"Mommy, I think Luke is going to grow up to be a bad guy."
Here we go again. The oh-so-familiar bad guy/good guy conversation, a daily part of life around here lately.
"Oh? Why do you think that?"
"Because I...because he falls a lot...and because sometimes I push him and throw blocks at him."
My breath catches, stomach twists. Oh child...no. I have lived my life that way, me always the one responsible for everyone else's feelings, people-pleaser, giving in to spare others' unhappiness. And here I preach it - don't makes your child responsible for the feelings or actions of others; own your own feelings - and have I already failed so miserably with my own son?
"Honey, when Luke grows up he will have to choose for himself what sort of person he will be. You won't make him into a bad guy."
"But sometimes I push him, and that teaches him bad things, and then he'll grow up to be a bad guy."
My own words, served back to me with a side of heavy guilt. "We must treat Luke with kindness. When we treat him kindly, he learns to be kind. If we are mean to him, he learns to be mean."
"You do sometimes push him, don't you? But you know what? I see you doing very kind things for him as well."
"What kind things do you see me do?"
"Well, just tonight you wiped Luke's eyes and gave him a hug when he was crying. That was very kind. And I often see you give him a toy or share a treat with him. Today you played with him in your bedroom for a long time, and I heard you being very nice to him the whole time. You help me take very good care of him."
"And I patted his back tonight when he was going to sleep."
"Yes you did. That was very thoughtful of you. And you know what else? When you do knock Luke over, you always stop and tell him you're sorry, and then you try to make him feel better. That teaches him kindness too."
"So if I didn't say sorry to Luke, then he would grow up to be a bad guy?"
How do I ever explain this? How do I balance being kind with personal responsibility? empathy and compassion with not being responsible for others' feelings? How? I'm floundering here.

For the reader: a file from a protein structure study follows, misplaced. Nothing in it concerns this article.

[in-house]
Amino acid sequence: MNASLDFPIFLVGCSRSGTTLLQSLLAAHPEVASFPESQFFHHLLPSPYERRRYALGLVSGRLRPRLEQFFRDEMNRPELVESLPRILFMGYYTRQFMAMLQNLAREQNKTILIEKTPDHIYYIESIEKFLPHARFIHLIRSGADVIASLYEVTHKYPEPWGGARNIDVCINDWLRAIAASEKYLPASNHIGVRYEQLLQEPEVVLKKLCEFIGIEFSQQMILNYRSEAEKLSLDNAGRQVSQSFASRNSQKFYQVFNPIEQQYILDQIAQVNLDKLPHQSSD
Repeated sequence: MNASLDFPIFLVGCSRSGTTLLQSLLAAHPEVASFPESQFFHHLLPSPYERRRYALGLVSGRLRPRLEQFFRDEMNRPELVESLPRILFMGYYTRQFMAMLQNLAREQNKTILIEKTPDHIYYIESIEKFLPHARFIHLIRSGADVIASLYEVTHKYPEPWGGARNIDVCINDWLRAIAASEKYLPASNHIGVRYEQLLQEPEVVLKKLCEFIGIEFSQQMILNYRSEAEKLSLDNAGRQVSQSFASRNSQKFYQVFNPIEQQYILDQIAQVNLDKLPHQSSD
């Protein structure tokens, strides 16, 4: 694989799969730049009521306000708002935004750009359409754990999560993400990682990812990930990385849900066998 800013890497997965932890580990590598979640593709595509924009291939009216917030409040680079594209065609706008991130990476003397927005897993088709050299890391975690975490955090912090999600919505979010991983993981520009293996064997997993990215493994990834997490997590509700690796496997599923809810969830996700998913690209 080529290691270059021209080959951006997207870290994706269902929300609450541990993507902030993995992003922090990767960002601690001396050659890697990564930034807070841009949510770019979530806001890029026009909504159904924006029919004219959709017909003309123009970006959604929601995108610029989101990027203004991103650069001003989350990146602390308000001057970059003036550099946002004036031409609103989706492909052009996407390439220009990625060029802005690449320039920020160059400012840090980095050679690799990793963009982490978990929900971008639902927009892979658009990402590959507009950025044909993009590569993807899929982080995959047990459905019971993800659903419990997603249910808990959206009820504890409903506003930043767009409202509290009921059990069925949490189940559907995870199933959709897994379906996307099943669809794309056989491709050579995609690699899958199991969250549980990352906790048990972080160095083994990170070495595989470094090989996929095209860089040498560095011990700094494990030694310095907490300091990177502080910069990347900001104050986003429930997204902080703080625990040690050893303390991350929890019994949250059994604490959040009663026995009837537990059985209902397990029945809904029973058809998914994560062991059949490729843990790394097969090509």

"Even if you didn't say sorry, Luke would still have choose for himself whether he was going to be a good guy or a bad guy. You can't make Luke be a bad guy. Luke has to decide himself."
Good guy, bad guy. Such simplistic terms. How can they ever convey the whole range of human experience - the brokenness, sin, choices, emotions, perspectives, hope? But these are the terms he has adopted, and it is in these terms that we explore the ideas of choice, repentance, redemption, grace, and, most of all, love.
"No, if I didn't say sorry, then he would learn mean things."
"You have taught him many kind things already. But even if you didn't, Luke still has to decide for himself whether he wants to be mean or be kind. We all do. Mommy and Daddy had to choose, even when people were mean to us. And you will have to choose too. Even if people are mean to you, you can still choose to be kind."
"No, if you didn't say sorry to me, then I would grow up to be a bad guy."
"Sweetheart, even then you could still choose to be a good guy. It might be hard but you could still choose to be kind."
"No, I wouldn't if you didn't say sorry."
"I'm glad I do say sorry then. God wants me to treat you so kindly, always, and I am very sorry when I am unkind to you. I love you very much. I think that you will grow up to be a very kind man who makes good choices, and I think Luke will too. Now let's pray and get into bed, okay?"
But is it? Is it okay? I don't know what I'm doing here. How do I teach compassion without co-dependency, balance sacrifice with self-care, encourage thinking of others while maintaining boundaries and an understanding of personal responsibility?
Like I said...I'm floundering here.